By T. A. Hendrickson
Another effort to keep bars open later is taking shape in the California state Assembly.
Last year, a majority of Assemblymembers said “no” to a bill, Senate Bill 58, that would have let Los Angeles and nine other California cities keep bars open until 3 a.m. versus 2 a.m. currently.
But the losing side has not given up. A “motion to reconsider” SB 58, filed by Assemblymember Miguel Santiago (D-downtown L.A.), will allow one more vote on the measure in the Assembly in 2020. Legislators who support the bill have argued that a later last call would boost local economies by increasing employment, consumer spending and tax revenues at nightlife venues.
With another vote looming, opponents of SB 58 have renewed their efforts to block later bar hours. Their argument is that later hours would lead to more drinking and more alcohol-related injury, crime and death.
Prominent among the opponents is Richard Zaldivar, a leader in the LGBTQ community in Northeast L.A. Zaldivar founded and runs The Wall-Las Memorias, a local nonprofit that advocates for better health for Latino, gay and other underserved populations. He also serves on the board of Alcohol Justice, an alcohol industry watchdog that is a member of the California Alcohol Policy Alliance (CAPA), a coalition of alcohol-abuse prevention groups.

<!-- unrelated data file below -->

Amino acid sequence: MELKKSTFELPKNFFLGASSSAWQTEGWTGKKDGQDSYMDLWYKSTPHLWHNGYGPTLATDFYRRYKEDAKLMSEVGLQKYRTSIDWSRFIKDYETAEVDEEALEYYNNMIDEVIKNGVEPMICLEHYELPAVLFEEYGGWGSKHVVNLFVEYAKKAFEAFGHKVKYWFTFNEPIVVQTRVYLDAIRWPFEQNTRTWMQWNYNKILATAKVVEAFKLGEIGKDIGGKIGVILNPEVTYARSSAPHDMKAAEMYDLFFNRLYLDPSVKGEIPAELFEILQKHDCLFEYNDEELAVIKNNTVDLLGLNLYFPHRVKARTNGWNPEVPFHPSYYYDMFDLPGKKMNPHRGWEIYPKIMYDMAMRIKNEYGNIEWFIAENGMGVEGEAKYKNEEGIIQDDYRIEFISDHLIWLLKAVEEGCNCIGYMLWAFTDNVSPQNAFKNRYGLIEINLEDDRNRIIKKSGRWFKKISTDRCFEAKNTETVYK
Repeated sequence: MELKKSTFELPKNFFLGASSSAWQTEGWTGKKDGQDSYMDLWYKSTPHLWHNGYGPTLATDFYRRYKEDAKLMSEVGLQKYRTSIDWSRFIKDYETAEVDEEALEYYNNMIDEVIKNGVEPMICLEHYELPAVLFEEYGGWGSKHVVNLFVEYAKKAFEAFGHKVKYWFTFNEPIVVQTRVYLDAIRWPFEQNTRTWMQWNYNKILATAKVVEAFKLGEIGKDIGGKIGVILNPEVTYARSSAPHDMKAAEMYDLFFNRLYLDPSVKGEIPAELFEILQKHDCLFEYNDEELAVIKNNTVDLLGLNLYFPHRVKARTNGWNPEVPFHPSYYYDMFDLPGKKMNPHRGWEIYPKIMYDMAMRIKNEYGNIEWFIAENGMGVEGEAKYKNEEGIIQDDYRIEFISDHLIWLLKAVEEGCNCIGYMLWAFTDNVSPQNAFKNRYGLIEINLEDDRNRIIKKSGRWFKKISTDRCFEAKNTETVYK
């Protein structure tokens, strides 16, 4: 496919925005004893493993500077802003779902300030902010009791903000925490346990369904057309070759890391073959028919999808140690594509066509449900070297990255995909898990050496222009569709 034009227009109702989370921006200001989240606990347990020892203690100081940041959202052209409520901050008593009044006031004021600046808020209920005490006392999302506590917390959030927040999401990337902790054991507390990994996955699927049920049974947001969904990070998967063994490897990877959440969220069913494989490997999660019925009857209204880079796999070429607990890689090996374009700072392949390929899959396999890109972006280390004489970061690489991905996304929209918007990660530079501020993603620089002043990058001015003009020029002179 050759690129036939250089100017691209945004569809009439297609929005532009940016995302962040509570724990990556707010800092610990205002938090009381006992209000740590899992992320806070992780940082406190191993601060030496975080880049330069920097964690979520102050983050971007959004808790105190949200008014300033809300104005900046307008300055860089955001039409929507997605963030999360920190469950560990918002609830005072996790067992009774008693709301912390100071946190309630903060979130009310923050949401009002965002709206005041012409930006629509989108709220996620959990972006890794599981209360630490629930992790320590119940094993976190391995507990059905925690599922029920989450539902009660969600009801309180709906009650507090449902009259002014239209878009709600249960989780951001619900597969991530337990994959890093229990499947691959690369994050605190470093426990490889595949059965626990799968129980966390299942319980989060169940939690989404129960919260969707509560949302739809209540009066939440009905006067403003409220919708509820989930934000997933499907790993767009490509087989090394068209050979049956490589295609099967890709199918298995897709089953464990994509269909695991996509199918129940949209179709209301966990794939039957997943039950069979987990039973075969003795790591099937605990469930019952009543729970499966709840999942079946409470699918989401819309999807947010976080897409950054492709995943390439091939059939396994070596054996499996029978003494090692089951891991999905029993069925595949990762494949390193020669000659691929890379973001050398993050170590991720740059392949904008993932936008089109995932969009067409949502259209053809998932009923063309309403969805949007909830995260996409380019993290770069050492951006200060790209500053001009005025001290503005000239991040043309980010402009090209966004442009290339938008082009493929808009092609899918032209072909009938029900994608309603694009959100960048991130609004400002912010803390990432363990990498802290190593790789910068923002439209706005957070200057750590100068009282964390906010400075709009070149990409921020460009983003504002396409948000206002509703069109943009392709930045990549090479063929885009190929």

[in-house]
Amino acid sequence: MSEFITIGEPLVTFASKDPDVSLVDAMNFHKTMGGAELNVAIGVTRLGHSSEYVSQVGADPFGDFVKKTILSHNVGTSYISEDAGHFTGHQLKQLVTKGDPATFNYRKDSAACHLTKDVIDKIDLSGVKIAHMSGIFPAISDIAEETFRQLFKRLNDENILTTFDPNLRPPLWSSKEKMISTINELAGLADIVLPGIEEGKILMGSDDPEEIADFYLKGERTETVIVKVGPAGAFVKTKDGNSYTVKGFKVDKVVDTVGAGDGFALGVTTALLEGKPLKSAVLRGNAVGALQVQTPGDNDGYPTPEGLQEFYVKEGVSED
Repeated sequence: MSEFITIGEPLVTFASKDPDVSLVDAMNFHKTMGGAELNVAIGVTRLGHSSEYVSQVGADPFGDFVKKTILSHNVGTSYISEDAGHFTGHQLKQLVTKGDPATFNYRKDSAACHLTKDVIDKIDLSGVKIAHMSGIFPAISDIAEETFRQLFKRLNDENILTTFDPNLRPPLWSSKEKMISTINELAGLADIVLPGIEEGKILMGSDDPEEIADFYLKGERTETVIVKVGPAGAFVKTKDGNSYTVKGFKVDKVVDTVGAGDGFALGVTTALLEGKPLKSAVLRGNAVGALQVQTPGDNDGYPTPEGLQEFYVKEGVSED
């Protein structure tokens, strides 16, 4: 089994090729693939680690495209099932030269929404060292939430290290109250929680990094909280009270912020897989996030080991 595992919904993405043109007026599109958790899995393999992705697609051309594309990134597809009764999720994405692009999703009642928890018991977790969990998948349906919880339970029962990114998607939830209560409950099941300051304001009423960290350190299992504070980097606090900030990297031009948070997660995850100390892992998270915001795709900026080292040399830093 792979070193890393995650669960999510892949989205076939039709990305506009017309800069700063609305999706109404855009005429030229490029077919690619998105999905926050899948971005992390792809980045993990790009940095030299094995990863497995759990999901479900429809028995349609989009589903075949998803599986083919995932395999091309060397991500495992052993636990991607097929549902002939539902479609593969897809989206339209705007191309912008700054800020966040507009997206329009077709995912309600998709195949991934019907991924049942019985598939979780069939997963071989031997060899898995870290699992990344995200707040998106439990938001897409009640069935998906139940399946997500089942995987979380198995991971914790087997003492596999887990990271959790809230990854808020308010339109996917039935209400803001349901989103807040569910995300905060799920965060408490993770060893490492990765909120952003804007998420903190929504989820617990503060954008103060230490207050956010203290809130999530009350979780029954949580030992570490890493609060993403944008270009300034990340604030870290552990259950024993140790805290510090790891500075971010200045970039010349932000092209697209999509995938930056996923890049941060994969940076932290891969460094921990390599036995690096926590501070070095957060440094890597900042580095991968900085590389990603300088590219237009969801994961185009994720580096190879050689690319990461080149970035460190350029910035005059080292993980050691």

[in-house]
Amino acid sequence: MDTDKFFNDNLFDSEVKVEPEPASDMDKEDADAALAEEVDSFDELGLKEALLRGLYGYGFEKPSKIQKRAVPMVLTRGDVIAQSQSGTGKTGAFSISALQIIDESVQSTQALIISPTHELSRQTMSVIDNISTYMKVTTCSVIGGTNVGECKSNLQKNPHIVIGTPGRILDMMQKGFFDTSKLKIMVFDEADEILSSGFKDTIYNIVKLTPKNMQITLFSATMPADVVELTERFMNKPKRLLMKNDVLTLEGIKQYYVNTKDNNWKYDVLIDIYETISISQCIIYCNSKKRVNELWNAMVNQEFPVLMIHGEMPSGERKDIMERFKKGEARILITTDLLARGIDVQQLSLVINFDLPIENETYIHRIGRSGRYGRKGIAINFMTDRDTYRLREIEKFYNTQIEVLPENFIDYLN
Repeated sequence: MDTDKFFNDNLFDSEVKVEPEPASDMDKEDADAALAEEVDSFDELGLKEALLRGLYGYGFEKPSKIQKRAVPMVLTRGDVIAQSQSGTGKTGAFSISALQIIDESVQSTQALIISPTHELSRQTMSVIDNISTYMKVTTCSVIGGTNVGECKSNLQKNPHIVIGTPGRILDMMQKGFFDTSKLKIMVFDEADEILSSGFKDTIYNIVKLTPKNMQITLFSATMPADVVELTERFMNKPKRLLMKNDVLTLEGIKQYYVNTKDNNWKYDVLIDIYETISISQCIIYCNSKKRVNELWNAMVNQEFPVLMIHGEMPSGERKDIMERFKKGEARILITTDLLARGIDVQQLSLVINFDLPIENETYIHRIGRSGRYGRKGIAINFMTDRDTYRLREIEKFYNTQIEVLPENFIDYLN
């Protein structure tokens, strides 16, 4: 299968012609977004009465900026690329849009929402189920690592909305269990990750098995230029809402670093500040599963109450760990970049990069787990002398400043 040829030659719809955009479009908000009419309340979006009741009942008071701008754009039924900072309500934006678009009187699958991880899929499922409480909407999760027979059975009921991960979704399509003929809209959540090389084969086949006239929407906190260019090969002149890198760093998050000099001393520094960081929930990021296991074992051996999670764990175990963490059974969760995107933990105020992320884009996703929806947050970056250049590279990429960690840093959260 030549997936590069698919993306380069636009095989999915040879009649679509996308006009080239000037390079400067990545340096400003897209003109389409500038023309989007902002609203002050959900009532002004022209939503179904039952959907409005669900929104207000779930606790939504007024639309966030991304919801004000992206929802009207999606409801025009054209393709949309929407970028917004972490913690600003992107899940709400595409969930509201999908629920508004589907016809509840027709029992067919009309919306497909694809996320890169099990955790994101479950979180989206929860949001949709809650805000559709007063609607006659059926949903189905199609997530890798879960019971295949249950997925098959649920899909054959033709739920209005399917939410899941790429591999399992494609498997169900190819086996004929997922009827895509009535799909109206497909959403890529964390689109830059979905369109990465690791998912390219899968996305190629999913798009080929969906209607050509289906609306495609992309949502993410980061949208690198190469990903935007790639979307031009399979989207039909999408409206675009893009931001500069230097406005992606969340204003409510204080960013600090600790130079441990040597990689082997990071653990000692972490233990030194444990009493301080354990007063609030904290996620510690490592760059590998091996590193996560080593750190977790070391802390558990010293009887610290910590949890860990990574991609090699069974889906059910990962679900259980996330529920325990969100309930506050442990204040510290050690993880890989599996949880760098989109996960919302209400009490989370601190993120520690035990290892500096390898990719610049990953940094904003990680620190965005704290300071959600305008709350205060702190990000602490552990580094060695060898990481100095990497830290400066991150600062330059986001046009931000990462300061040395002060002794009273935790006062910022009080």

In January, Zaldivar emceed a CAPA event in the Capitol in Sacramento to honor six Assemblymembers (three Democrats and three Republicans) who voted “no” on SB 58 last year. Asked by the Boulevard Sentinel what motivated him to lead the fight against SB 58, Zaldivar replied: “This legislation could cause tremendous harm to my community.”
In 2018, a bill to set California’s bar closing time at 4 a.m. passed the state legislature but was vetoed by then Governor Jerry Brown. In 2019, SB 58 passed the state Senate before it was defeated in the Assembly. NELA’s State Senator Mary Elena Durazo abstained from voting on SB 58 in 2019; NELA’s Assemblymember Wendy Carrillo, a co-author of SB 58, voted “yes.”
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